Letter to a retiring teacher: Mr. Bozzone

Diego Mirasol, Contributing Writer

Dear Mr. Bozzone,

 

It is always the duty of a good teacher to do his or her best to reach their students, to help them improve themselves and to influence them in such a way that they become better versions of themselves.  One always hopes to attract the interest of the student, to engage them and to bring out passion in them for the subject that one teaches. Yet, a teacher always knows that this desire is impossible. There are always those that fall between the cracks, get lost inside, and perish in the crevasse. It is the duty of the teacher to recognize this and move forward.

Some teachers do this exceptionally well, rating their students justly, without deliberation, harshly if need be.  This stance does work, if not perfectly, at the very least adeptly.  Here in Schreiber High School, we pupils are spoiled by the degree and calibre of the teachers and staff who work at improving our minds and characters.  They work hard to achieve this end, employing intimacy and mutual feedback.  It is always sad to see one of these great people depart.

Not everyone deserves a great goodbye, nor does everyone who deserves one get one.  Knowing this, we at Schreiber decided to continue our yearly tradition of giving a last goodbye and a last thank you to those who depart us to enjoy their lives, away from the bustle of this building.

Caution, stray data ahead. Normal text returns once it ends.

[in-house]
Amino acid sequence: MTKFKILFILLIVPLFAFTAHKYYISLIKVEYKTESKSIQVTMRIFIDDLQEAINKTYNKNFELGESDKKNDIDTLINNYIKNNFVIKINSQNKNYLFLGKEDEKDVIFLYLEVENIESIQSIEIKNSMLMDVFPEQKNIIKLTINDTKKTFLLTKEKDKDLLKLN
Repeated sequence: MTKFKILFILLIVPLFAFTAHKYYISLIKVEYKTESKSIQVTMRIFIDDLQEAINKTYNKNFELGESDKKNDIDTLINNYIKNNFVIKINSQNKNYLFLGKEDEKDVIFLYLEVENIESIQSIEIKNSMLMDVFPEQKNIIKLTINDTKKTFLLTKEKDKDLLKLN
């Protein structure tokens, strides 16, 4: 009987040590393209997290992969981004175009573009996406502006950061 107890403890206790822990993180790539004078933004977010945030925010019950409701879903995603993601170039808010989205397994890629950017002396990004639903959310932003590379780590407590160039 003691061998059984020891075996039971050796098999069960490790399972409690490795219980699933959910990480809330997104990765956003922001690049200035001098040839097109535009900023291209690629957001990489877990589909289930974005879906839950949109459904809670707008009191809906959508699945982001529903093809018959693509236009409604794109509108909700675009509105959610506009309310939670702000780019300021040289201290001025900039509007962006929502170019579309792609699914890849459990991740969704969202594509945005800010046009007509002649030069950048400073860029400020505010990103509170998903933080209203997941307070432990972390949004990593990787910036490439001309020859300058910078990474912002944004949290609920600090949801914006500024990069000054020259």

For your genius of explanation and teaching, for your delightful humor and sarcasm, for simply being there and offering your help, I salute you, Mr. Bozzone.  You have managed to emulate the statistic theorems you taught us and infinitely amuse and enlighten us.  I speak for those of us you reached.  For being a student who thought that mathematics would forever be a corrosive acid to his skull.  You took me in the wake of my past failures and shortcomings and improved me.  You reached me and many others from beneath the ice we fell through.  I, and those you saved from academic self-destruction, are in gratitude to you.  I and those you taught wish you a great retirement, Mr. Bozzone.  We will miss your humor.

 

Sincerely,

Diego Mirasol